I couldn’t get the words out to say, of course she has. She’s complained to you and you don’t believe her. I couldn’t get the words out to say, look I KNOW my daughter isn’t lying. I know my daughter. I know the demon spawn she’s dealing with. What the fuck is wrong with you?!

I sat there as her teacher said that my daughter was probably just acting out, testing boundaries, that no violence had ever taken place at the school. I sat there as she said that there were probably problems at home and that perhaps if I spent more time with my daughter this whole drama wouldn’t be happening.

I was crushed. I loved this woman. She taught my kids everything they know.

And then Rutherford’s mother chimed in: “What exactly is your problem with our parenting? Can you give us an example?”

Have you ever felt capable of violence? I suddenly imagined the room Kill Bill style for a moment. I wanted to take those words and shove them forcefully back in the perky little blonde mother’s mouth. I wanted to punch the husband who was starting to say things in a stern voice that I assume he must use with his wife. “We heard about your post on facebook and your blog; now that’s no way to settle a disagreement.” Fuck you.

I got up and I gave my husband that look that says, I can’t deal with the white privilege people; it’s your turn. He usually does it better anyhow. He’s taken their management classes. I didn’t give them the privilege of eye contact. By this point the parents and teacher were attacking my daughter and my husband was trying to come up with nice even things to say. What did they think they’d accomplish here? That I’d suddenly say you know, my daughter is probably just making the last five months of terror up. It must be totally my fault that she’s always crying when I pick her up from school but at no other time of day and in no other place. Geez. Sorry. And hey man, sorry for expressing anonymous truth on my blog, guess you kinda saw yourselves in there. Man, so uncool of me.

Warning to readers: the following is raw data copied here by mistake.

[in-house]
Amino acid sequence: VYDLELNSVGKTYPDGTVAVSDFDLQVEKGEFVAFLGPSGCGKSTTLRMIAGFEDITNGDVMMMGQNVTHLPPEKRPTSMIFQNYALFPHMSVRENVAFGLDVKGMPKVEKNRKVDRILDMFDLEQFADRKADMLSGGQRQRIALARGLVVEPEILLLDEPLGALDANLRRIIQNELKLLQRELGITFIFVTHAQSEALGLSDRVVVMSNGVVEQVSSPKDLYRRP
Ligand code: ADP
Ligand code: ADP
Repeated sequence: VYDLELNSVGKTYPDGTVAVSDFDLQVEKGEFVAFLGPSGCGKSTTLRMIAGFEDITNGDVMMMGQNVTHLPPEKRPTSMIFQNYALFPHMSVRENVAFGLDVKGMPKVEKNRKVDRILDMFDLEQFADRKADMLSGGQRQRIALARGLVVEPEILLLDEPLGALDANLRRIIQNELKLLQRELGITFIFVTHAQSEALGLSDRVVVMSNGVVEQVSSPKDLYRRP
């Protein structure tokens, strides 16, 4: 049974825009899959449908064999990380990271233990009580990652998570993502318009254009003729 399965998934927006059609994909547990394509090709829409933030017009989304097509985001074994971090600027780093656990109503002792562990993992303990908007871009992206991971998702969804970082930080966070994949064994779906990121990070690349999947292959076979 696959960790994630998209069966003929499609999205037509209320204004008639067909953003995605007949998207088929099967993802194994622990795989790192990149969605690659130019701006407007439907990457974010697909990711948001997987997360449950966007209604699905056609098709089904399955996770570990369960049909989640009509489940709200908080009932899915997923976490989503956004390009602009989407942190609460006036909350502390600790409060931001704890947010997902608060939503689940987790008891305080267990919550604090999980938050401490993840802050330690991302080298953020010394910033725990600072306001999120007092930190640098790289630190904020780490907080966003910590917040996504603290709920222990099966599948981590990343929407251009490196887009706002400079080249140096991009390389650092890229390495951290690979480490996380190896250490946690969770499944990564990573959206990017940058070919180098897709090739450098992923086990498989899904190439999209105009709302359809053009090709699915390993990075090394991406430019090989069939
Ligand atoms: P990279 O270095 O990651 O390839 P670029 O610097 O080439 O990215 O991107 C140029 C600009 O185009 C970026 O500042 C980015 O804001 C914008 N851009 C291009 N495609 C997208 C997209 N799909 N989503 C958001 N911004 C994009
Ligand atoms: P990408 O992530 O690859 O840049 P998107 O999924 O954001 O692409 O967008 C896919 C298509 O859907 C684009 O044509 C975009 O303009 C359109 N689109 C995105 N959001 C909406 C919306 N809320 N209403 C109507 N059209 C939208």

I got up and said:
“I’m done. I’ve watched you non-parent for 10 years. I’m done.” And I left the building.

In my absentia, my husband tells me they called me a cyberbully and that they didn’t understand how someone could be so ‘negative’ because I blogged about it using no names, no locations, no anything. Like white polite people everywhere, the husband had my husband exchange phone numbers so they could dialogue. It looked to them like it would all go back to normal. I texted the teacher because the words got stuck in my throat. We’ve been with her seven years. I feel betrayed, I texted.

Even my son, whom arguably everyone in the community adores and adores everyone in the community came down on the side of his sister—and his sister is the one person he usually hates. Do you want me to talk to the teacher? My brave son offered.

I spent the better part of Friday looking for a new school for my daughter and found one. I’m sure it won’t have the great nature after school program of the current one. I’m sure there will be different good parts. There will be something bad too. There’s only 14 kids at this one. Perhaps there’s a potential bully lurking there as well. I have no way to know that far into the future. But Rutherford won’t be there telling a fierce brown girl she’s dumb, stupid, fat, ugly. Rutherford won’t be there with his cherub’s smile and his devil’s grasp.

It will all be new.

My daughter is finally smiling and laughing again. She told jokes this evening. She made cupcakes Saturday morning for the first time in ages. She did art projects. She worked on our zine with me. She is happy. Her teacher remains steadfast that it’s all made up and in her head. I am heartbroken for us to leave this way. But I haven’t seen my beautiful girl so carefree in such a long, long time.

And to the remaining families at the school. I do apologize–for one of your children will surely be next.

About Margaret Elysia Garcia

Margaret Elysia Garcia is the author of short story ebook collection Sad Girls and Other Stories, and the audiobook Mary of the Chance Encounters, and the co-founder and lead playwright of Las Pachucas, theatrical troupe. She teaches creative writing and theatre in a California state prison.